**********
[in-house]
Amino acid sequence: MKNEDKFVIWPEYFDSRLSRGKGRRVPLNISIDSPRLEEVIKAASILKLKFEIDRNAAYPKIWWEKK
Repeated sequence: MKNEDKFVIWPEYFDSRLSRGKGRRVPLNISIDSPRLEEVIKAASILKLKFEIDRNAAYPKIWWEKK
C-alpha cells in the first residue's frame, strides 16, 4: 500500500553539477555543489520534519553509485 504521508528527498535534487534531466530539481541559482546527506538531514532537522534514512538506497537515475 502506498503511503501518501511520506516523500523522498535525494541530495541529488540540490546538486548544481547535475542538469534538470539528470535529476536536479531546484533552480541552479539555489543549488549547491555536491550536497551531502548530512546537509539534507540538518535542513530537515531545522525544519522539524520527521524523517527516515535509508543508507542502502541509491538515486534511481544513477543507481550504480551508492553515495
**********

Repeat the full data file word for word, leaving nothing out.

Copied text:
[in-house]
Amino acid sequence: MKNEDKFVIWPEYFDSRLSRGKGRRVPLNISIDSPRLEEVIKAASILKLKFEIDRNAAYPKIWWEKK
Repeated sequence: MKNEDKFVIWPEYFDSRLSRGKGRRVPLNISIDSPRLEEVIKAASILKLKFEIDRNAAYPKIWWEKK
C-alpha cells in the first residue's frame, strides 16, 4: 500500500553539477555543489520534519553509485 504521508528527498535534487534531466530539481541559482546527506538531514532537522534514512538506497537515475 502506498503511503501518501511520506516523500523522498535525494541530495541529488540540490546538486548544481547535475542538469534538470539528470535529476536536479531546484533552480541552479539555489543549488549547491555536491550536497551531502548530512546537509539534507540538518535542513530537515531545522525544519522539524520527521524523517527516515535509508543508507542502502541509491538515486534511481544513477543507481550504480551508492553515495